Oglesby, Sam - Oral History Interview
MetadataShow full item record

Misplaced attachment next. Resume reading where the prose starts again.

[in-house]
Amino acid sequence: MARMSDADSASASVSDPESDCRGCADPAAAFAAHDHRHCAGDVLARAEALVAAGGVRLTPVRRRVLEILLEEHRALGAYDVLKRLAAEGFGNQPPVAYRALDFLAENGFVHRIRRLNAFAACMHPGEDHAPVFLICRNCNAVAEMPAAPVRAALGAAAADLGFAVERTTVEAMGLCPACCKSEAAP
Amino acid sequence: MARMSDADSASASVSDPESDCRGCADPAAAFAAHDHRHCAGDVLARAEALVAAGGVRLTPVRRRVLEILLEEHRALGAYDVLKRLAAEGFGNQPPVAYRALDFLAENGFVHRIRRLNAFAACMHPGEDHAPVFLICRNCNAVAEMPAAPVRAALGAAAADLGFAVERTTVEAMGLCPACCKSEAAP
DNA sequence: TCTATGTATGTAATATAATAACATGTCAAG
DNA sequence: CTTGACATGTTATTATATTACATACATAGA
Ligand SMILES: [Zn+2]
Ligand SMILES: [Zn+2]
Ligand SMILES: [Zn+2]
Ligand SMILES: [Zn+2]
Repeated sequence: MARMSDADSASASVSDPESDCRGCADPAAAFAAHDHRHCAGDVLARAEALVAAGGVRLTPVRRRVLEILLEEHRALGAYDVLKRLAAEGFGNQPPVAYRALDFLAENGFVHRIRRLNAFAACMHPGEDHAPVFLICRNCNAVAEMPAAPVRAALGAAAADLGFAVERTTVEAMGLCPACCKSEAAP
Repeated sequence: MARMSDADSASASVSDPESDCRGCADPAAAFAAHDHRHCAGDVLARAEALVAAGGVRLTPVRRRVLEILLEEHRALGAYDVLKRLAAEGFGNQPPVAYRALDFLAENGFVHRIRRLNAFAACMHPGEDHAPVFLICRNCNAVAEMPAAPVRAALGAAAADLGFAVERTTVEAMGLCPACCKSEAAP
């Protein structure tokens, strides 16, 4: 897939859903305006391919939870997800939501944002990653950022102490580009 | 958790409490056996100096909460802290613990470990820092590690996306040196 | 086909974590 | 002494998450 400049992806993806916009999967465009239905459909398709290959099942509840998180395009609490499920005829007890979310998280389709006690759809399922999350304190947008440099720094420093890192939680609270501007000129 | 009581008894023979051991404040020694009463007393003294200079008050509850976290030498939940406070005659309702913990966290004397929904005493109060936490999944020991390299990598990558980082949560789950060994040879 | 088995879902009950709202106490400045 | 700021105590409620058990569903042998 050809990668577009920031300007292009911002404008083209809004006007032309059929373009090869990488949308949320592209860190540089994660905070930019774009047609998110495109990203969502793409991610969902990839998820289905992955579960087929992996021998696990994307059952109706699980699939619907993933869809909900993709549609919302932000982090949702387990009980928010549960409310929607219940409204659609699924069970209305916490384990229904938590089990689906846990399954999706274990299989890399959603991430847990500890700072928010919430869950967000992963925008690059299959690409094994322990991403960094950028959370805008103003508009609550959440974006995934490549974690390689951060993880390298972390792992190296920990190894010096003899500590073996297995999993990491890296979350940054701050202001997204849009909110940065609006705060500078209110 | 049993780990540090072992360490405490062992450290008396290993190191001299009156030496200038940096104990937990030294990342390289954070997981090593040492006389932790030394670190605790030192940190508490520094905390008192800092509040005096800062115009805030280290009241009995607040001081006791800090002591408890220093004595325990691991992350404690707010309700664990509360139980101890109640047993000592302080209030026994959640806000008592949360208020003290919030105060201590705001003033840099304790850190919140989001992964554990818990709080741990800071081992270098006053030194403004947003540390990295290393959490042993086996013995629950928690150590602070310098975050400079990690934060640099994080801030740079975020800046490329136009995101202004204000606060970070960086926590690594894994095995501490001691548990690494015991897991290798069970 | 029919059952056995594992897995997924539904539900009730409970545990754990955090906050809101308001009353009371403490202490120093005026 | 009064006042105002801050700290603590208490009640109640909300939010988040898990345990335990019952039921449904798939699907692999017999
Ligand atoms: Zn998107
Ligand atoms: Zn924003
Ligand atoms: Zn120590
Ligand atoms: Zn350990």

Sitting in his kitchen in the South Bronx of New York City, Sam Oglesby explained that he had always thought about going to graduate school, ever since his undergraduate experience at the University of Virginia. As his undergraduate experience was not ideal, he wanted to go back to graduate school where he could ‘do it right’ the second time. After graduating from UVA, he was drafted into and did two years in the Army where he felt it was a wonderful experienced – it brought him into the real world and shaped him up. For those two years, he was in Libya. After the Army, though he thought graduate school would have been a good idea at the time, he opted to not do it then as he had landed himself in a job (like his father) as a diplomat in the State Department. Why, he thought, would he need to go to graduate school if he was already in the job that he wanted graduate school to help him get? So, he stayed in the State Department for some time, until he was suddenly let go (for reasons unbeknownst to him at the time – which he later heard, second hand, because he was gay). As an ex-diplomat and unemployed in Washington, D.C., he found himself in a depressed state and seeing the option to apply to graduate school, he decided to apply to SAIS, and he got in. After getting his MA, he was once again a happy camper…for that, he is thankful to SAIS. His most vivid memories of SAIS are of the Bologna. He recalls Professor Federico Mancini who taught Italian Politics. He was not only brilliant and extraordinarily articulate, he was most of all a human being who taught us to relate to Italy and get into the heart of Italy….the people, the politics, the culture. This taught him later, how to relate to different people and different cultures throughout his career. For him, SAIS was more about what was happening to him outside of the classroom than within the walls of academia. At the time, Bologna was run by the Italian Communist Party, very efficiently and rationally. He suddenly became aware as an American, who had been brought up on the platform of the evil Communists and the Cold War rhetoric, that the Italian Communists were sort of ‘Franklin Delano Roosevelt Democrats.’ The Italian Communist Party at the time was run by an Italian count and their agenda was very ‘New Deal Democrat.’ So, Oglesby went to Communist Party rallies, drank the wine, soaked up the food and the culture….and he rode his bike with one hand, while the other holding an open umbrella, with his girlfriend riding on the back. Though he continued to hold a U.S. passport, he felt that the experience in Bologna made him a citizen of the world. At the Washington, D.C. campus of SAIS, Oglesby recalls how exhilarating it was to walk out of a stimulating lecture by Professor Charlie Pearson (who is still lecturing therein international economics) or have a class with Professor Frank Tucker in international relations and then saunter over to Dupont Circle and hang out with the crowds of people. He describes that being in D.C. in the early 1970s was a special and exciting place to be. They were a time of foment and excitement in the U.S. and particularly in Washington, D.C. There was the Civil Rights Act that had just been passed, President Johnson’s Great Society program was in full swing, the protests against the Vietnam War were peaking….so, it was an edgy protesters place to be. It taught students to look at life beyond the academic shell. After his MA, Oglesby when on to get his Ph.D. at SAIS, completing all but his dissertation. In retrospect, Oglesby wishes he had completed his Ph.D. (though, more for the prestige than its practical use – once he got the UN job, it would not have made too much of a difference). He was soon thereafter recruited by the Library of Congress’ Congressional Research Services, Foreign Affairs Division where he worked for several years as a Foreign Affairs Analyst before he joined the UN Development Program, where he spent the bulk of his career (30 years). As part of this, he was assigned to developing countries to work in their technical assistance programs, almost exclusively in Asia (lived in Thailand, Burma, Indonesia, Bhutan, and Bangladesh). At the end, he came back to New York for his final assignment in the UN (for this part of his work, he went to many regions of the world with which he was not yet familiar, on various missions). He retired in the late 1990s from the UN and taught as an adjunct at Fordham University and NYU. He has since moved into the world of journalism, sometimes writing for the Washington Post and he has also written two books (the latest one being a memoir outlining my experiences over the last 30 years). In terms of advice for current students today, he strongly suggests that students hone and perfect their writing skills…this will help students advance in their jobs, no matter what it is.